Introducing #TheFifthScore – Ideas from Other College Golfers!

I’m proud to announce the beginning of a new series here on the College Golf Experience entitled #TheFifthScore. This series is meant to present fresh new ideas and stories from other college golfers. The mission of #TheFifthScore is to expand the viewpoints offered on the College Golf Experience as well as getting more college golfers involved.

If you have an idea and would like to write a post for #TheFifthScore, email me at Thanks for your support! – Justin from CGE

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Today’s inaugural #FifthScore post is from Andrew, a NCAA Division II golfer. Andrew was a standout player in high school and is quite familiar with what it takes to play golf at the collegiate level. His post will take you through what he feels is the most important part of recruiting – the First Impression. Thanks Andrew for sharing your ideas! Hope you all enjoy.

First impressions are very important when meeting coaches for the first time as they are the starting point to all your interactions with your future coach. If you’re able to set up a meeting with a coach, then it is apparent that you are skilled enough to play golf for that school and be an asset to the team both on and off the course. College coaches are looking for more than just good golfers though. These coaches are looking for student-athletes who are capable of handling and interacting with people. Making a great first impression through your communication skills will set you apart from all the other equally talented junior golfers.

Ways to Make Good Impressions

  • Be Interested – Becoming genuinely interested in others is a great way to make them feel important. It will show coaches that you really are committed to finding the right school and golf program to continue your athletics and academics. Think about how great it makes you feel when others take an interest in you and the things you like; that’s the feeling you want the coaches to have. However, you cannot just fake it, you have to truly take an interest in the program. If you find yourself having a hard time taking interest in certain schools and programs, it may be a sign that you should take your talents to a school and golf program that you are actually interested in. The coaches will notice and will be appreciative of your interest in their program.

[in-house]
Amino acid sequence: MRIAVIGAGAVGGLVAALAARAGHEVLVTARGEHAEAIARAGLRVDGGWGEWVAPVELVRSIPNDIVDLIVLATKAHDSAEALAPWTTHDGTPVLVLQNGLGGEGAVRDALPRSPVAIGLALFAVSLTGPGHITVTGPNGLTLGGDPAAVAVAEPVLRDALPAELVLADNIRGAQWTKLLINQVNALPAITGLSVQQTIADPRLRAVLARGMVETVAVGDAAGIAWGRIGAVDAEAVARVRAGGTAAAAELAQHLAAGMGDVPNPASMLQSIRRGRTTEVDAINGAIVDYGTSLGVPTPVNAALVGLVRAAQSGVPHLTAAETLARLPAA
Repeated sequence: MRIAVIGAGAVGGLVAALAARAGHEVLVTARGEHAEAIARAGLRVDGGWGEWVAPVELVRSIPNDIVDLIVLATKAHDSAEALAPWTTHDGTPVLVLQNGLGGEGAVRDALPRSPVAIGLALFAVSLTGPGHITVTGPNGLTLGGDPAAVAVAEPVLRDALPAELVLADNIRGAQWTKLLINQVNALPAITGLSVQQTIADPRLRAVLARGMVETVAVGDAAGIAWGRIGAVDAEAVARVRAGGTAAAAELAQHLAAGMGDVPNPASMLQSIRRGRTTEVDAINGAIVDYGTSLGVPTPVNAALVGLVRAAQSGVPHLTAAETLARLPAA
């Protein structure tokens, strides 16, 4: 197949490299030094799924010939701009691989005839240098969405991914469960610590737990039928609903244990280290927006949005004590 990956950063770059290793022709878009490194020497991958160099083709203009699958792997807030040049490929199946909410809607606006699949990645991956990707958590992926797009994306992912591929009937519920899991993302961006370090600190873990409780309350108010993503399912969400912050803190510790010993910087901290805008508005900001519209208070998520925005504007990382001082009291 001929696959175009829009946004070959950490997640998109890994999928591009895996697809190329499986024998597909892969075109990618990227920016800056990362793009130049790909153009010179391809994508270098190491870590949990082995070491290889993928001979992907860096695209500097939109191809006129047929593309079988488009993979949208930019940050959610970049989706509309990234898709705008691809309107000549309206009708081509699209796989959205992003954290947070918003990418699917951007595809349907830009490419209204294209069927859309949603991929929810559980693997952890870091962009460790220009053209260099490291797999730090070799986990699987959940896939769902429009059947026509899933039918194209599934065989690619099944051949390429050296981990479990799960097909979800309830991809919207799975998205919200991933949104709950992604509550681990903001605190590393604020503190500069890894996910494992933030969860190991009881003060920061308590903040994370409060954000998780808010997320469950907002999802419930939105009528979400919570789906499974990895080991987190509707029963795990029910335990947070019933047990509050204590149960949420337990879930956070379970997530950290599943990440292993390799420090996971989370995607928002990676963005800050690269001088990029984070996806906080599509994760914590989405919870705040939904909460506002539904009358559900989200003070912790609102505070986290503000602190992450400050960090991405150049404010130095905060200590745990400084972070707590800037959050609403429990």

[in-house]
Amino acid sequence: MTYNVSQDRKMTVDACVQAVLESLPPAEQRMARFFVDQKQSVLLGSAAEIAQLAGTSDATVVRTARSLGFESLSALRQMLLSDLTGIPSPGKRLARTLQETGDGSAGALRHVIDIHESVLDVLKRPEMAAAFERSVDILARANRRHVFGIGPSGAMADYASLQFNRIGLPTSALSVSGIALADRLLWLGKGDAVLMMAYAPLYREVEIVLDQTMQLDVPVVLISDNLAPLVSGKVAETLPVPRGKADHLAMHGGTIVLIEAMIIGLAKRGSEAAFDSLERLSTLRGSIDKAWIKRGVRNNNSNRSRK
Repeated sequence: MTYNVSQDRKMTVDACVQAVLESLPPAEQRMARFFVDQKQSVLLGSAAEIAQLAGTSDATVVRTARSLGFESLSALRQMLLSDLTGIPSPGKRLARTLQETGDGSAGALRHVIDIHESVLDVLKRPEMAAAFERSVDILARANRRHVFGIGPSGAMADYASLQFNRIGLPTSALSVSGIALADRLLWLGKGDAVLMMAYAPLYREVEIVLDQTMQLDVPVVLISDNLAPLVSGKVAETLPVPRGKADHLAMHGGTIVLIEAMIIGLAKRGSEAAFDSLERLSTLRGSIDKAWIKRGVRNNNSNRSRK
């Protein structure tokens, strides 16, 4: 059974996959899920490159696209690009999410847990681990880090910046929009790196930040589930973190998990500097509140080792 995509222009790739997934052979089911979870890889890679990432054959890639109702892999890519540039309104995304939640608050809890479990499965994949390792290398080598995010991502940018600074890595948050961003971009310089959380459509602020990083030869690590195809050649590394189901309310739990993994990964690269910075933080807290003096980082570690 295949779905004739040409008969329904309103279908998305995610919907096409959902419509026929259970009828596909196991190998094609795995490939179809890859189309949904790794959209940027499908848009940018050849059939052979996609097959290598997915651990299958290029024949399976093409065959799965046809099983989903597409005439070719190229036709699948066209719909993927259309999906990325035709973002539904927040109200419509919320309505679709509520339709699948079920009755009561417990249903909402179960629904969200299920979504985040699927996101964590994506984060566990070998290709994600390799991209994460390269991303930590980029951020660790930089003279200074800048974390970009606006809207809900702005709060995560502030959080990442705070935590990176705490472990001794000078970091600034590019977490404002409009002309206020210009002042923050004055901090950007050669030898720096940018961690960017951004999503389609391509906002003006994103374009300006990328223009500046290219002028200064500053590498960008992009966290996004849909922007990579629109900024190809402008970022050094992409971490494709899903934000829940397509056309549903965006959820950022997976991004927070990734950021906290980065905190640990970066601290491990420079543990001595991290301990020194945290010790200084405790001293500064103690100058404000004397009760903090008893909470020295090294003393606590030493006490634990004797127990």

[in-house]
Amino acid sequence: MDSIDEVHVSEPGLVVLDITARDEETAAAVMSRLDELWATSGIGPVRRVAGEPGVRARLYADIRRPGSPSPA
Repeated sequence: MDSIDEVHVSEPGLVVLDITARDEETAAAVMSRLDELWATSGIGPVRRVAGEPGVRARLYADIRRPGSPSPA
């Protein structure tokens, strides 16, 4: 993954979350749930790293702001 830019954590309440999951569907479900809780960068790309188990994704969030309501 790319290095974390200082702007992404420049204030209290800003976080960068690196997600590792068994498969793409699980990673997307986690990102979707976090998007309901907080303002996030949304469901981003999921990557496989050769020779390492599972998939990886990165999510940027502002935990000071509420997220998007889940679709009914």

• Smile – Smiling is an extremely easy and simple thing to do, and has a huge impact on your mentality and the way others view you. Smiling shows that you want to be where you are and also instantly makes you more approachable. Smiling and enthusiasm are almost contagious in a sense. Enthusiasm is a powerful tool that can create equal enthusiasm in others. A great example would be dogs, when dogs see us they are beyond excited to see us, which leads to us being glad to see them. The more inviting you can make yourself to a coach, the better the chance that you will leave a lasting first impression on them.

          “Smiling and enthusiasm are almost contagious in a sense.”

Listen to learn, not to respond!
  • Listen – Give exclusive attention to the person talking. This shows that you have interest in the subject. When others give you this kind of attention, it makes you feel important. This is the feeling you want to give to the speaker, especially if it’s a coach. Most people focus on what they are going to respond with; however, that is what you shouldn’t do. Listening to learn is different than listening to respond, so focus on what is being said.
  • Find Their Interests – You should speak in terms of the coach’s interests. You need to sell yourself to them and express to them how you think you can help the team. There are many things other than scores that can help the team, whether it be attitude, leadership, or competition. Coaches are not just recruiting golfers, they are recruiting competitors and leaders who will push their teammates to better themselves on and off the course. It is important that you show the coaches how you can better their team.
  • Ask Questions – Part of active listening is asking questions. College coaches are going to give you a lot of information on the golf program and how they run it. If you truly were listening, then you should have questions to ask after they have finished. It shows that you are interested in the program and learning more about it. The more questions you ask, the better, but make sure they are open ended questions. You want the coaches to do most of the talking. Getting the coaches to talk more will allow you to learn as much as possible about the school and program.

Any Questions? Comments? Concerns? Reach out to me via email at or on Twitter/Facebook @CollegeGolfExp


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